ULA delays next launch to investigate Atlas 5 anomaly
The launch of the MUOS-5 satellite, previously scheduled for May 5, is now planned for no earlier than May 12 in order to give engineers more time to investigate an engine issue on the March 22 Cygnus launch.
On that launch, the first stage engine shut down six seconds early, requiring the upper stage to fire more than a minute longer than planned to place the spacecraft into the proper orbit. [Florida Today]
The Japanese space agency JAXA is working to restore communications with a malfunctioning astronomy satellite. JAXA said Sunday that it lost communication with the Hitomi satellite early Saturday. The loss of communications coincided with the detection of several pieces of debris in the vicinity of the spacecraft by the U.S. Joint Space Operations Center. The spacecraft itself still appears to be mostly intact, but is spinning. JAXA launched Hitomi last month to perform x-ray astronomy, with some of its instruments contributed by NASA and other space agencies. [SpaceNews]
A Cygnus cargo spacecraft arrived at the International Space Station Saturday. The station’s robotic arm grappled the Orbital ATK-built spacecraft shortly before 7 a.m. Eastern Saturday and berthed it to the Unity module about four hours later. The Cygnus, launched last Tuesday night, carried more than three metric tons of supplies and experiments for the station. It will remain at the station for nearly two months. [CBS]
Experts are increasingly optimistic that commercial companies will resume crewed launches from Florida in 2017. Both Boeing and SpaceX are working to carry out such missions for NASA’s commercial crew program, with test flights carrying crews planned by both companies in 2017. That timeline seems realistic, according to outside experts, even though it’s likely both companies will run into unforeseen problems before those launches take place. [Orlando Sentinel]
Egypt is expected to purchase a French military satellite in an arms deal to be finalized next month. A French newspaper reported that a military communications satellite, to be built by Airbus, will be part of a $1.2 billion arms deal that will be signed when French President François Hollande visits Egypt in April. That deal, though, is not expected to include a high-resolution Earth imaging satellite as once thought. [Spacewatch Middle East]
A missile range on an Scottish island could host commercial launches, European companies believe. QinetiQ and Airbus have proposed using the Hebrides Missile Range in the Outer Hebrides as a commercial launch site, primarily for a notional new launch vehicle for launching small satellites. A spaceport there would be separate from U.K. plans to designate an existing airport as a commercial spaceport. [The Sunday Express]
Some of Saturn’s moons, and its rings, may be less than 100 million years old. Computer models of the Saturn system show that the orbits of some of the inner moons are “less dramatically altered than previously thought,” suggesting that they may not be as old as once believed. Those inner moons and the rings could perhaps be no more than 100 million years old, having formed from the collision of other moons. [SPACE.com]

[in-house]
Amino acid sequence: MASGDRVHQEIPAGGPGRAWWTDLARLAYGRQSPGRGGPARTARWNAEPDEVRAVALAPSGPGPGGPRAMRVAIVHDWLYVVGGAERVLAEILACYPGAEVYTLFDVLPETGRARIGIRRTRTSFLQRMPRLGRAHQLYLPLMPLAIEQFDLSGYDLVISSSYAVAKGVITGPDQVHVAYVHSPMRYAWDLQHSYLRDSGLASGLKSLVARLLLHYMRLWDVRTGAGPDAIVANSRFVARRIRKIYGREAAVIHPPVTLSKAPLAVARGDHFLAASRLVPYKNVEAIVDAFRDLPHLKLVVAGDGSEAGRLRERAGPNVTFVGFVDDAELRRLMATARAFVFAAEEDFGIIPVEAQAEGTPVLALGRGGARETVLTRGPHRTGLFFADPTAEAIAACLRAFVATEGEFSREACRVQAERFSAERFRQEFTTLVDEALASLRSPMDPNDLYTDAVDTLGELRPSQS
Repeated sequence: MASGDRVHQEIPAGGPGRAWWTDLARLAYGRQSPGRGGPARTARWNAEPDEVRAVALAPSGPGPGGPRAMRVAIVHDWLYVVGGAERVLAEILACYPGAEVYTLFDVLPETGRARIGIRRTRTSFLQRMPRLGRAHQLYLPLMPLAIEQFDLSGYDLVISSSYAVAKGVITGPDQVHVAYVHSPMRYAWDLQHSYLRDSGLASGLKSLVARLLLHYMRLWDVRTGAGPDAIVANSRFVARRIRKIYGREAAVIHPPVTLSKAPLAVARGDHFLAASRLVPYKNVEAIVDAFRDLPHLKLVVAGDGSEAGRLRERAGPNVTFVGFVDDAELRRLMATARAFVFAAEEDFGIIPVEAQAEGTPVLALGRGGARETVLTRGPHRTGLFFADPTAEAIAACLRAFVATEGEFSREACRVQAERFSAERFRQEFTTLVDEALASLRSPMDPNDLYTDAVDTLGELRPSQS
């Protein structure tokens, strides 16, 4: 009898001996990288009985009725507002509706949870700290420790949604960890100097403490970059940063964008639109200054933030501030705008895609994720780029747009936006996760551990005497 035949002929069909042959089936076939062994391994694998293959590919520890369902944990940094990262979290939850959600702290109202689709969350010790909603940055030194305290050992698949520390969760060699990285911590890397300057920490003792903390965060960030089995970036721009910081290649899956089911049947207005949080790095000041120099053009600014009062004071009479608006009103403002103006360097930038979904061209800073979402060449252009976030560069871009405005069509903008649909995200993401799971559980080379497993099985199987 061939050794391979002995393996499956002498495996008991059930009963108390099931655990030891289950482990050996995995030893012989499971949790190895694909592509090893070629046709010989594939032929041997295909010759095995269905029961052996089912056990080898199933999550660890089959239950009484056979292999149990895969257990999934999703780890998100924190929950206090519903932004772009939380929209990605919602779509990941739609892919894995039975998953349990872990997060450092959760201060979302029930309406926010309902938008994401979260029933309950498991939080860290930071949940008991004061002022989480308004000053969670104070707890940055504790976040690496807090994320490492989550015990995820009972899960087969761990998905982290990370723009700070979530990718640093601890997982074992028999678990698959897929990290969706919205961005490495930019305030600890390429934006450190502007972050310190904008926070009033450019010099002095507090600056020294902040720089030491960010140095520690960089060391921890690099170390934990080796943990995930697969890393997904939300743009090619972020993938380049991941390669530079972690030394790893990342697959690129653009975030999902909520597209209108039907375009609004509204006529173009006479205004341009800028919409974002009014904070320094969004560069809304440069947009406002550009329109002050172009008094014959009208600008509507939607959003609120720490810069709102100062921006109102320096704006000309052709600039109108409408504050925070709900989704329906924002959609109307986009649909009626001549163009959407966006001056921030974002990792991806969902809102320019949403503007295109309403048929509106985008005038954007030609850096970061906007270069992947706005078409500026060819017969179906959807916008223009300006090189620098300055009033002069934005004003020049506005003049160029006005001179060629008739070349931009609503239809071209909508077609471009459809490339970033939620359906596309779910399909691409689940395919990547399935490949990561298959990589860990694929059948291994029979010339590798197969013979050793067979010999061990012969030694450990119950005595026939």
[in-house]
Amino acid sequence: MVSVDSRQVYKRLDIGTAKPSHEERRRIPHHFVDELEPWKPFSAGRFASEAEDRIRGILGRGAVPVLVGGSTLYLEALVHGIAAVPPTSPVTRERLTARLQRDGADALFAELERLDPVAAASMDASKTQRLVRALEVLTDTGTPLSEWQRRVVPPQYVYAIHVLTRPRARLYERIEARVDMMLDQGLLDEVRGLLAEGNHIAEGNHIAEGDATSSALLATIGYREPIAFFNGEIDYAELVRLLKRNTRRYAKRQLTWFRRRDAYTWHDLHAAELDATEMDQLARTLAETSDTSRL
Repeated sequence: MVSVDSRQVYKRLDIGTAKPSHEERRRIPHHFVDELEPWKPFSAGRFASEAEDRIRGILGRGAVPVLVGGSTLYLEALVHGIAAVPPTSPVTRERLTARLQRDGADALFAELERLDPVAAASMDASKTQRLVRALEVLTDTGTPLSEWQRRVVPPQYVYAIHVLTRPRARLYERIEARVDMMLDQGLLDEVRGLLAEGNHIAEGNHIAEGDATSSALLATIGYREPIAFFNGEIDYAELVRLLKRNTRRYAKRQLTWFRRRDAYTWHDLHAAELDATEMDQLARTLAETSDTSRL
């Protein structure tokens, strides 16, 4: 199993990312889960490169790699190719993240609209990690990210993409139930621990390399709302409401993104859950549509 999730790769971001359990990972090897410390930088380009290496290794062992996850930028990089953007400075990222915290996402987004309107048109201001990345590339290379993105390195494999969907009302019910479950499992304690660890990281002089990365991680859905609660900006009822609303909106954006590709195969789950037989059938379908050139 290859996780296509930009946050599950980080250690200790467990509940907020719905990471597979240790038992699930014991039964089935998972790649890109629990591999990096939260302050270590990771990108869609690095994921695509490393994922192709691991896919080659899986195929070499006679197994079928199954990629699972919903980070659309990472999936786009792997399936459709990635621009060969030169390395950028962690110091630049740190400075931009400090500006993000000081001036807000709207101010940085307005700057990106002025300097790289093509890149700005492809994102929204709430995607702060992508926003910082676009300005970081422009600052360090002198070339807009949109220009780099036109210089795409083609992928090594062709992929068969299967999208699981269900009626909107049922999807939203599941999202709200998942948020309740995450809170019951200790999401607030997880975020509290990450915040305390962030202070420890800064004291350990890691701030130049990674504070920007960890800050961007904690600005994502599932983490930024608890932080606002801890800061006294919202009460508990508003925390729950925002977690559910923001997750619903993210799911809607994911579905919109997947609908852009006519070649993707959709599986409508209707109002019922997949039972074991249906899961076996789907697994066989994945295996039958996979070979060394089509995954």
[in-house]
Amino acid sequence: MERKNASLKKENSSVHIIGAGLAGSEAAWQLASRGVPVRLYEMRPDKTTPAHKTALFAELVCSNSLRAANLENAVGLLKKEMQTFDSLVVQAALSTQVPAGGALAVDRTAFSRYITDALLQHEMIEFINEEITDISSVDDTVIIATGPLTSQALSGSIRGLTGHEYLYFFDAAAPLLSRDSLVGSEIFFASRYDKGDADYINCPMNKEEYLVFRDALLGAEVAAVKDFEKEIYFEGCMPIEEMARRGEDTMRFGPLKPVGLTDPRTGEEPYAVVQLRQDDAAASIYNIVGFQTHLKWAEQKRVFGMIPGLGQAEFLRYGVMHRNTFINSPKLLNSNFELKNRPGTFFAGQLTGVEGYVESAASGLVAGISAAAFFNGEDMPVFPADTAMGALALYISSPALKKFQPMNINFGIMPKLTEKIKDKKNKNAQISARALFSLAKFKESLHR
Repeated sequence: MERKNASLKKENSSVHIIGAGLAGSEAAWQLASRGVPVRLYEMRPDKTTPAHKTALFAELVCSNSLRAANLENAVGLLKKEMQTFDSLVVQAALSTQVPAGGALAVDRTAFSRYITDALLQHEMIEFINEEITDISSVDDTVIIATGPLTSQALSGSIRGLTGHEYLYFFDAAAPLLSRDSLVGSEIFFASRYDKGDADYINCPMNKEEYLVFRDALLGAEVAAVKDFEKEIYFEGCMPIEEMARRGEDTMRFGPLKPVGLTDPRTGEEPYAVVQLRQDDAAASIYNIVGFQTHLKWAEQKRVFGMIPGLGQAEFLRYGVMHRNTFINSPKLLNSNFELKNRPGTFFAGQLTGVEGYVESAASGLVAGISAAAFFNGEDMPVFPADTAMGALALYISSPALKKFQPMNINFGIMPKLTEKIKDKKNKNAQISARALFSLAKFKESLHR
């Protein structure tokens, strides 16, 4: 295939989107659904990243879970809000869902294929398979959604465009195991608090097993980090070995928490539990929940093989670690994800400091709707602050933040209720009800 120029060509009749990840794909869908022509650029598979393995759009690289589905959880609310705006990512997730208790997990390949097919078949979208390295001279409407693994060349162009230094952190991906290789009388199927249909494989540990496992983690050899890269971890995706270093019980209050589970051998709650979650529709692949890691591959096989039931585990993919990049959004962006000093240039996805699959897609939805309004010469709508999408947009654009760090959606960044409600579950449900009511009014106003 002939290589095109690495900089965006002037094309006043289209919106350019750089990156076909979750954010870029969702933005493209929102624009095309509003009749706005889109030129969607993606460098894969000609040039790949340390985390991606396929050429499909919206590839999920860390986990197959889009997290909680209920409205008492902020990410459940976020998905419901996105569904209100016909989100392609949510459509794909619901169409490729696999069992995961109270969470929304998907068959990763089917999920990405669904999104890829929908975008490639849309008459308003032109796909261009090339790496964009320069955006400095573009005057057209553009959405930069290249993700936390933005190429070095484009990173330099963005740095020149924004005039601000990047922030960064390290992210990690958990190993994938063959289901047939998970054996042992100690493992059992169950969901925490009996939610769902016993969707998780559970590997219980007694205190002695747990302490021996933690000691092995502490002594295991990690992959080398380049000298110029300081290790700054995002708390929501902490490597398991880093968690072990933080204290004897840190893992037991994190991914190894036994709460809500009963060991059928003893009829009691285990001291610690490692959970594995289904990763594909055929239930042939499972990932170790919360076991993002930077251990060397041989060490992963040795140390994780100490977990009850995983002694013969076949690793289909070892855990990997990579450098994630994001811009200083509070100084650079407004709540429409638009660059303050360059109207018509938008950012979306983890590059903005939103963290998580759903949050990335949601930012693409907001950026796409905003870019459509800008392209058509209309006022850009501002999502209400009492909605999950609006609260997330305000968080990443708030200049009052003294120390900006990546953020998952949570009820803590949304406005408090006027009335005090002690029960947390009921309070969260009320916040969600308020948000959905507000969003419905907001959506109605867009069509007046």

A safety expert who worked with NASA after the Columbia accident has passed away. R. Scott Stricoff, president of Behavioral Science Technology, worked with NASA to improve its safety culture, an effort that included establishing a new safety center for the agency at the Langley Research Center. Stricoff “devised a strategy of how to engage engineers, scientists, and technical professionals at our 10 NASA centers in reinvigorating a strong culture of safety,” said former NASA Administrator Sean O’Keefe. [Boston Globe]
The Week Ahead
- Washington: NASA Administrator Charles Bolden will speak at a Space Transportation Association luncheon on Capitol Hill.
- Washington: The technology, innovation and engineering committee of the NASA Advisory Council will meet at NASA Headquarters.
- Xichang, China: Anticipated launch of two Beidou navigation satellites on a Long March 3B at approximately 4:00 p.m. Eastern.
- Washington: The Space Studies Board of the National Academies holds its annual Space Science Week of meetings of various committees. The event includes a public lecture by Alan Stern about the New Horizons mission Wednesday evening.
- International Space Station: Scheduled undocking of the Progress M-29M cargo spacecraft from the station. The Progress will remain in orbit for tests before reentering on April 8.
- Washington: The Universities Space Research Association and GWU’s Space Policy Institute host a space weather symposium, with speakers from government and academia.
- Baikonur, Kazakhstan: A Soyuz rocket is scheduled to launch the Progress MS-02 cargo spacecraft to the ISS at 12:23 p.m. Eastern.
- Washington: The NASA Advisory Council will meet at NASA Headquarters.
- International Space Station: Scheduled docking of the Progress MS-02 spacecraft with the station at about 2 p.m. Eastern.